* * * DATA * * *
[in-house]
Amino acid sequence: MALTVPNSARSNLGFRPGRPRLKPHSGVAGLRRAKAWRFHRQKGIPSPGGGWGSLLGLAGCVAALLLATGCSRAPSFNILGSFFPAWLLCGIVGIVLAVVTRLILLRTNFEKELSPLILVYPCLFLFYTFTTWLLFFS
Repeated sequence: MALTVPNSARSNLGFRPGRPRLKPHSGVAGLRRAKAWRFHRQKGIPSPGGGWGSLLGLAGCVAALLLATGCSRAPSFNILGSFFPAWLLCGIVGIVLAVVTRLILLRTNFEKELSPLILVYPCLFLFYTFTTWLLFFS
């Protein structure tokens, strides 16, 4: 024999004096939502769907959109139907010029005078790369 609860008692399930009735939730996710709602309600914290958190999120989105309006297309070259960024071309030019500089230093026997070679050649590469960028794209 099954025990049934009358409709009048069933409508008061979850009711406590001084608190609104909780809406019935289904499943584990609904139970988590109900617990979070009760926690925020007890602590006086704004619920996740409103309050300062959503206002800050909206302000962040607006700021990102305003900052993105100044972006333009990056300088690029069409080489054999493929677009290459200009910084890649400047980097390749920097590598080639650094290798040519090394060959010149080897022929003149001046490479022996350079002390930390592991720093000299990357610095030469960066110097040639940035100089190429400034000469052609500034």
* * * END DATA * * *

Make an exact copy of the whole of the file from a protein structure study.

[in-house]
Amino acid sequence: MALTVPNSARSNLGFRPGRPRLKPHSGVAGLRRAKAWRFHRQKGIPSPGGGWGSLLGLAGCVAALLLATGCSRAPSFNILGSFFPAWLLCGIVGIVLAVVTRLILLRTNFEKELSPLILVYPCLFLFYTFTTWLLFFS
Repeated sequence: MALTVPNSARSNLGFRPGRPRLKPHSGVAGLRRAKAWRFHRQKGIPSPGGGWGSLLGLAGCVAALLLATGCSRAPSFNILGSFFPAWLLCGIVGIVLAVVTRLILLRTNFEKELSPLILVYPCLFLFYTFTTWLLFFS
């Protein structure tokens, strides 16, 4: 024999004096939502769907959109139907010029005078790369 609860008692399930009735939730996710709602309600914290958190999120989105309006297309070259960024071309030019500089230093026997070679050649590469960028794209 099954025990049934009358409709009048069933409508008061979850009711406590001084608190609104909780809406019935289904499943584990609904139970988590109900617990979070009760926690925020007890602590006086704004619920996740409103309050300062959503206002800050909206302000962040607006700021990102305003900052993105100044972006333009990056300088690029069409080489054999493929677009290459200009910084890649400047980097390749920097590598080639650094290798040519090394060959010149080897022929003149001046490479022996350079002390930390592991720093000299990357610095030469960066110097040639940035100089190429400034000469052609500034």